Is there any emprical evidence of pee-pee dance efficacy?
December 2, 2013 7:28 PM   Subscribe

Are there any published scientific studies of whether the 'pee-pee' dance is actually useful in either delaying urination onset or alleviating discomfort?
posted by srboisvert to Health & Fitness (4 answers total) 12 users marked this as a favorite
Pedsurology is not a scientific study, but it does explain the "pee pee dance"

Overactive Bladder and Voiding Dysfunction

Children may suffer from “overactive bladder” activity during the day. They will respond to this in a variety of ways. Some will run to the bathroom and be able to stay dry. Others may run to the bathroom but will lose urine on the way and dampen their underwear. Others will try to postpone urination in a very different, abnormal way. A normal adult can postpone urination without doing anything. They don’t need to tighten the muscles that hold urine back (the sphincter muscles). They can do this consciously, for example when they are involved in something they want to continue doing and they decide to wait. The bladder remains relaxed and will not try to empty. This postponement can also occur unconsciously. When they are ready to urinate, the bladder contracts and the muscles that hold back urine will simultaneously relax. The emptying of the bladder is low pressure because of the coordinated contraction of the bladder and relaxation of the sphincters.

Infants urinate in a very healthy way. The bladder will automatically contract, as a reflex, and the sphincters automatically relax. This is very healthy because the bladder pressure needed to empty the urine is low. However, it’s not very sociable! Some children are able to postpone urination in the same way as adults, but many cannot. This can be due to many of the factors mentioned above, but it can also be due to “immaturity” of their nervous system so that they recognize the urge to urinate before they have developed the ability to postpone urination. They feel the sudden need to urinate, but are unable to keep their bladders from trying to empty. They learn to stay dry by blocking the flow of urine because they are unable to postpone urination. Some of these children will dance (“pee-pee dance”), others will stand very still and some girls will even sit down on the heel of their foot in order to put pressure on the urethra and block urine flow (“curtsy sign”). Obstruction and incomplete emptying are bad for the bladder and can lead to an overactive bladder. This pattern of behavior can become the only way these children are able to control their overactive bladders. This is a common cause of what we call voiding dysfunction. Voiding dysfunction is also very frequently associated with constipation. Normal, low-pressure, complete emptying of the bladder is one of the best defenses against urinary tract infection. Because they do not urinate normally, these children have a much higher rate of urinary tract infections. Fortunately, biofeedback training can be used to teach these children how to relax their bladder sphincters during urination and, along with management of their constipation, we can help them become dry and reduce the rate of urine infections.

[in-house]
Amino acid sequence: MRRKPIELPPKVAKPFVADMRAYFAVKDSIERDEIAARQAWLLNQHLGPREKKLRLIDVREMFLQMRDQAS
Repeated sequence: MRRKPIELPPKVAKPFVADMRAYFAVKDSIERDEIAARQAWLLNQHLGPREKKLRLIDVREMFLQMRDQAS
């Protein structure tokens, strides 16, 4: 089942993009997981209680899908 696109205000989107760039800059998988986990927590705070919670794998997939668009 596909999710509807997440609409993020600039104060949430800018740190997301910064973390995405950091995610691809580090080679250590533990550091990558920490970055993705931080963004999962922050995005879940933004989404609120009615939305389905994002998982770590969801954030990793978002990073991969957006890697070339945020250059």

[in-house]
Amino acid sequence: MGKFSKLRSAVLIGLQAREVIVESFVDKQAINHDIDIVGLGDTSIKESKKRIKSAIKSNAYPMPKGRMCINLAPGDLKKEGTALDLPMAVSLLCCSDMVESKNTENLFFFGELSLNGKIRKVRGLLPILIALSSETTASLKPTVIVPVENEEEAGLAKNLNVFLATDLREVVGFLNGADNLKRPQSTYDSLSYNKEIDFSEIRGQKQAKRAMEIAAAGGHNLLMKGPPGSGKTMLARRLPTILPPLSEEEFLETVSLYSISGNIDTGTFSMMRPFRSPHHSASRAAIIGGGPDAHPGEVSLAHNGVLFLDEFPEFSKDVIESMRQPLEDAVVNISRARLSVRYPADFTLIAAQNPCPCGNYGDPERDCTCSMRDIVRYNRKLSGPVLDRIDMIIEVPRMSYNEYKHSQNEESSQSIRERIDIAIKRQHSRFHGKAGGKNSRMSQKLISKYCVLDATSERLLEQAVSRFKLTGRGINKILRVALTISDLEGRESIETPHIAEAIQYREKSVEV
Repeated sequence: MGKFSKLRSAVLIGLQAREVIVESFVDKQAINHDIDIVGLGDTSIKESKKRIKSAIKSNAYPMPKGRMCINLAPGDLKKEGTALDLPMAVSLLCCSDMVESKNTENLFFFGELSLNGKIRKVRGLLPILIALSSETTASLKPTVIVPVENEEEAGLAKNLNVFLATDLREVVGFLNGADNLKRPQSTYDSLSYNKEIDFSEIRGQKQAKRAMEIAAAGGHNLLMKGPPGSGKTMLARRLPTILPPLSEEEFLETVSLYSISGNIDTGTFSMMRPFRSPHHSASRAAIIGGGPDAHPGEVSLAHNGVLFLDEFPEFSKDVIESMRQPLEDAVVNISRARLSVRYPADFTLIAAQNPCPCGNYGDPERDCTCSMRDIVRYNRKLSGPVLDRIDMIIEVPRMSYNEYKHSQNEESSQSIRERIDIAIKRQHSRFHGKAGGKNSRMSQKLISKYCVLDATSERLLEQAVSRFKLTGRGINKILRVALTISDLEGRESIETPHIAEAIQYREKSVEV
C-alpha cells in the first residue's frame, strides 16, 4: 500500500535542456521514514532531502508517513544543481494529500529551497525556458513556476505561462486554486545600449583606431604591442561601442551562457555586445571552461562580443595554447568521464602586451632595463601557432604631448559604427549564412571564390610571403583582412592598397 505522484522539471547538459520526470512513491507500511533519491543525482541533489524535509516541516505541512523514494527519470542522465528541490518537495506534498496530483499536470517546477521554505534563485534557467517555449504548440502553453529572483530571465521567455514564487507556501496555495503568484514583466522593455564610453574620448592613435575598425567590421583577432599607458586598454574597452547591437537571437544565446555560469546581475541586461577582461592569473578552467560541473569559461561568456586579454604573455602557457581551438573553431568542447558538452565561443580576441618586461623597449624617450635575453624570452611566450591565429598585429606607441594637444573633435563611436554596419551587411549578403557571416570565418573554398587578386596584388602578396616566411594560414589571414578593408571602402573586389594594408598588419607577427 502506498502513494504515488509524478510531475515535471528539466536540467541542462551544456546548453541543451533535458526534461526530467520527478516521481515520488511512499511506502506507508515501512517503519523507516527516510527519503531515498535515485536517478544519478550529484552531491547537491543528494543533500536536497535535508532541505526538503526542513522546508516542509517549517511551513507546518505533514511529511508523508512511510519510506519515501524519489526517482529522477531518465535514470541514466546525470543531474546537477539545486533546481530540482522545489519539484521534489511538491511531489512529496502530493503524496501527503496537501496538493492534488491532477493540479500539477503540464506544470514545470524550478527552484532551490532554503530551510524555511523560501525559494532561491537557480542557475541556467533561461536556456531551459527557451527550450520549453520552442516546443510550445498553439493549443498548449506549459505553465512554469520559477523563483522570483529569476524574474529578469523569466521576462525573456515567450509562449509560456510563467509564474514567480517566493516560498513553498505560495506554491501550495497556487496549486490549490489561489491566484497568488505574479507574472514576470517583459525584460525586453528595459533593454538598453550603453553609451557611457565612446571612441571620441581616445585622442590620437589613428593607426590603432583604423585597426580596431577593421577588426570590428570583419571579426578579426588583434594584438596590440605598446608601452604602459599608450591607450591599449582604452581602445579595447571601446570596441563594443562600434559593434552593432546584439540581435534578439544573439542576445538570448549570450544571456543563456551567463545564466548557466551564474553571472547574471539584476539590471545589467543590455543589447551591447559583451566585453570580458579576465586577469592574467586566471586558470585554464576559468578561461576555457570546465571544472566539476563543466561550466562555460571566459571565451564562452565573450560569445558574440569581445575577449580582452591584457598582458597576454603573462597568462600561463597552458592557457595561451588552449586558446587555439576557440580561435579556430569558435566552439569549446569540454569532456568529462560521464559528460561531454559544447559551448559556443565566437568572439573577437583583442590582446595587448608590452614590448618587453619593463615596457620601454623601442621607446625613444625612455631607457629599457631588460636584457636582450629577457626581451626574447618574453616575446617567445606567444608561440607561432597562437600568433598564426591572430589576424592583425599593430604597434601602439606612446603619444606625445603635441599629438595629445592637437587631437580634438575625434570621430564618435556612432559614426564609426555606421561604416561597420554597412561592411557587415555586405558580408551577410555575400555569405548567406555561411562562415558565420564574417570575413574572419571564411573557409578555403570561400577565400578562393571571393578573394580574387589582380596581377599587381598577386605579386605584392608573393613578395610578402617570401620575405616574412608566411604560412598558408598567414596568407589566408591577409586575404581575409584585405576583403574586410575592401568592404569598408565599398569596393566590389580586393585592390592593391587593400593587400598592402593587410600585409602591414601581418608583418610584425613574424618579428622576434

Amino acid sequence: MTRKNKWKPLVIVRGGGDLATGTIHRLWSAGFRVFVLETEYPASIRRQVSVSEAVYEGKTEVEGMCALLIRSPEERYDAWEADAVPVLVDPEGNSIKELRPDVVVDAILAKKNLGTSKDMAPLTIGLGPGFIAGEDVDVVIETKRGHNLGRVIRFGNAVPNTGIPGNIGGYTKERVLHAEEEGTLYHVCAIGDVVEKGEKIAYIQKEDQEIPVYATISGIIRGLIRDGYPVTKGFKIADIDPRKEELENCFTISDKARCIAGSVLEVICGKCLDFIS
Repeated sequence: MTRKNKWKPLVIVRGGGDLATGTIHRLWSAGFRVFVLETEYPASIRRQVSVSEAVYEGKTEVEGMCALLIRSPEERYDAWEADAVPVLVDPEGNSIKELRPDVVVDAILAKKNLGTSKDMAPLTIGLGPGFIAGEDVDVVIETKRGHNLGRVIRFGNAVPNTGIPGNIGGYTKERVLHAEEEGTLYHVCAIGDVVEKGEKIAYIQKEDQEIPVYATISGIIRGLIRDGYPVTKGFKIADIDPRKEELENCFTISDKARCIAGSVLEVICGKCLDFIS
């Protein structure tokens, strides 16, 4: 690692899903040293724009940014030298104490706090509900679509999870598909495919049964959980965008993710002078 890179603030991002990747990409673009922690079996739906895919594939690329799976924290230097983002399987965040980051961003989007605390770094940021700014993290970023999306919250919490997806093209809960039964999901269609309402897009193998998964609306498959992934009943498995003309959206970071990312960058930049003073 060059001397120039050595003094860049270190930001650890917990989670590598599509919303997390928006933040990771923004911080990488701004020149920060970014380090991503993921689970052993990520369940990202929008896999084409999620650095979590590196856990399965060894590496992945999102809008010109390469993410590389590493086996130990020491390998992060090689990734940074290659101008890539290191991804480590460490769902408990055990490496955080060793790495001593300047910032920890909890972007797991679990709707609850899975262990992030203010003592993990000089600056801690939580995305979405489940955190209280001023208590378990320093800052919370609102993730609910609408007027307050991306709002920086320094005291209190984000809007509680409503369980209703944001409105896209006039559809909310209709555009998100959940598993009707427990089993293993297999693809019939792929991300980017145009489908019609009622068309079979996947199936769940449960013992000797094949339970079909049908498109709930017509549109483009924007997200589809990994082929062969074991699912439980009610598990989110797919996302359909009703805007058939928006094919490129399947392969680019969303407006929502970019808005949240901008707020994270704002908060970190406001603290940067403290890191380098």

posted by JujuB at 8:12 PM on December 2, 2013 [3 favorites]

I don't know of any specific studies pertaining to the pee-pee dance, but "alleviating discomfort" is not a stretch. Most people are familiar with the automatic reaction when f.ex. stubbing a toe - you might start hopping on a leg while keeping the other leg with the stubbed foot elevated, or you might start swinging your foot. If you hurt your arm, you might grip it just above the place of impact, and so forth. These are all instinctive reactions, and don't seem learned - because we can observe the same actions across various cultures.

Most likely, what is happening on a neurological level, is a distraction effect - if you are hurt in one area, any action that distracts you from the area of pain, divides your attention, and so you pay less attention to the hurt area (since you have to concentrate on the other action - such as hopping etc.). This btw. is frequently coupled with "fighting pain with pain", as when, f.ex. you dig in your fingernails until it hurts, so that distracts from original pain.

I think it's possible that the pee-pee dance fulfills a similar function, allowing the dancer to alleviate some of the discomfort. Whether that also is helpful in delaying urination onset I have no idea, though I suppose it might stand to reason that if you diminish the discomfort, you might be able to take the lower level of discomfort for a longer time, thus delaying the urination onset. Again, this is speculation, as I have not come across studies on this particular issue.
posted by VikingSword at 9:59 PM on December 2, 2013

Mythbusters tested it and say it is plausible. Although from reading the times as reported in the wiki article, it seems like it actually hurt rather than helped. Plus the sample set is VERY small.
posted by willnot at 10:10 PM on December 2, 2013 [4 favorites]

I have read that the back of the calf is an accupressure point to reduce the urge to pee. It's distracting, at least, to use one foot the rub the back of the other calf.
posted by theora55 at 10:39 PM on December 2, 2013 [1 favorite]

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